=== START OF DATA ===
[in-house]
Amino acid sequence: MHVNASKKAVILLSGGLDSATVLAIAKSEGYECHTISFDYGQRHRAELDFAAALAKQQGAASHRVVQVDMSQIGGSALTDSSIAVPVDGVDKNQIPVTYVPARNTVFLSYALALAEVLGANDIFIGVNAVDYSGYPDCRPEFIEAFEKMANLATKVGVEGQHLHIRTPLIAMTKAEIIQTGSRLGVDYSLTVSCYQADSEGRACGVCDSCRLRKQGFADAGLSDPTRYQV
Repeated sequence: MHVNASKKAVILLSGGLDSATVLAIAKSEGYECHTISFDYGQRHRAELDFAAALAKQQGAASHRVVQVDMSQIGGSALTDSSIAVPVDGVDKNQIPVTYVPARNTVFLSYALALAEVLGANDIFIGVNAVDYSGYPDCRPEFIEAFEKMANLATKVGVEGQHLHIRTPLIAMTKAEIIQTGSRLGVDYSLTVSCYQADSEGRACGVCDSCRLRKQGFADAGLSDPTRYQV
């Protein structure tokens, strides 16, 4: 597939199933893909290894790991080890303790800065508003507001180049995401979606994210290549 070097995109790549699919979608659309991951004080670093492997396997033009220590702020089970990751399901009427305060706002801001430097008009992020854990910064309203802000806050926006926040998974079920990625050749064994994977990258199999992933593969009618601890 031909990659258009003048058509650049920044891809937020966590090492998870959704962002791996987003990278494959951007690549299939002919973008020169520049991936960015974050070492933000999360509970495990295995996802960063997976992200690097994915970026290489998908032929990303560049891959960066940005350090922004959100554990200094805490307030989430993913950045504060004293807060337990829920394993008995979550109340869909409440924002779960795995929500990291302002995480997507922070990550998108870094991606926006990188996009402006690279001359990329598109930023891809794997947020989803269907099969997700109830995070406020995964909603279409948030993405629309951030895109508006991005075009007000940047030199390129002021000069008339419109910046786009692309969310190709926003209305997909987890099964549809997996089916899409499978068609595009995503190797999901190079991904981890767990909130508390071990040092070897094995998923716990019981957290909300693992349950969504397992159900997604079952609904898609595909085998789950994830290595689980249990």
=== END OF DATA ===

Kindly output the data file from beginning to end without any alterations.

[in-house]
Amino acid sequence: MHVNASKKAVILLSGGLDSATVLAIAKSEGYECHTISFDYGQRHRAELDFAAALAKQQGAASHRVVQVDMSQIGGSALTDSSIAVPVDGVDKNQIPVTYVPARNTVFLSYALALAEVLGANDIFIGVNAVDYSGYPDCRPEFIEAFEKMANLATKVGVEGQHLHIRTPLIAMTKAEIIQTGSRLGVDYSLTVSCYQADSEGRACGVCDSCRLRKQGFADAGLSDPTRYQV
Repeated sequence: MHVNASKKAVILLSGGLDSATVLAIAKSEGYECHTISFDYGQRHRAELDFAAALAKQQGAASHRVVQVDMSQIGGSALTDSSIAVPVDGVDKNQIPVTYVPARNTVFLSYALALAEVLGANDIFIGVNAVDYSGYPDCRPEFIEAFEKMANLATKVGVEGQHLHIRTPLIAMTKAEIIQTGSRLGVDYSLTVSCYQADSEGRACGVCDSCRLRKQGFADAGLSDPTRYQV
């Protein structure tokens, strides 16, 4: 597939199933893909290894790991080890303790800065508003507001180049995401979606994210290549 070097995109790549699919979608659309991951004080670093492997396997033009220590702020089970990751399901009427305060706002801001430097008009992020854990910064309203802000806050926006926040998974079920990625050749064994994977990258199999992933593969009618601890 031909990659258009003048058509650049920044891809937020966590090492998870959704962002791996987003990278494959951007690549299939002919973008020169520049991936960015974050070492933000999360509970495990295995996802960063997976992200690097994915970026290489998908032929990303560049891959960066940005350090922004959100554990200094805490307030989430993913950045504060004293807060337990829920394993008995979550109340869909409440924002779960795995929500990291302002995480997507922070990550998108870094991606926006990188996009402006690279001359990329598109930023891809794997947020989803269907099969997700109830995070406020995964909603279409948030993405629309951030895109508006991005075009007000940047030199390129002021000069008339419109910046786009692309969310190709926003209305997909987890099964549809997996089916899409499978068609595009995503190797999901190079991904981890767990909130508390071990040092070897094995998923716990019981957290909300693992349950969504397992159900997604079952609904898609595909085998789950994830290595689980249990």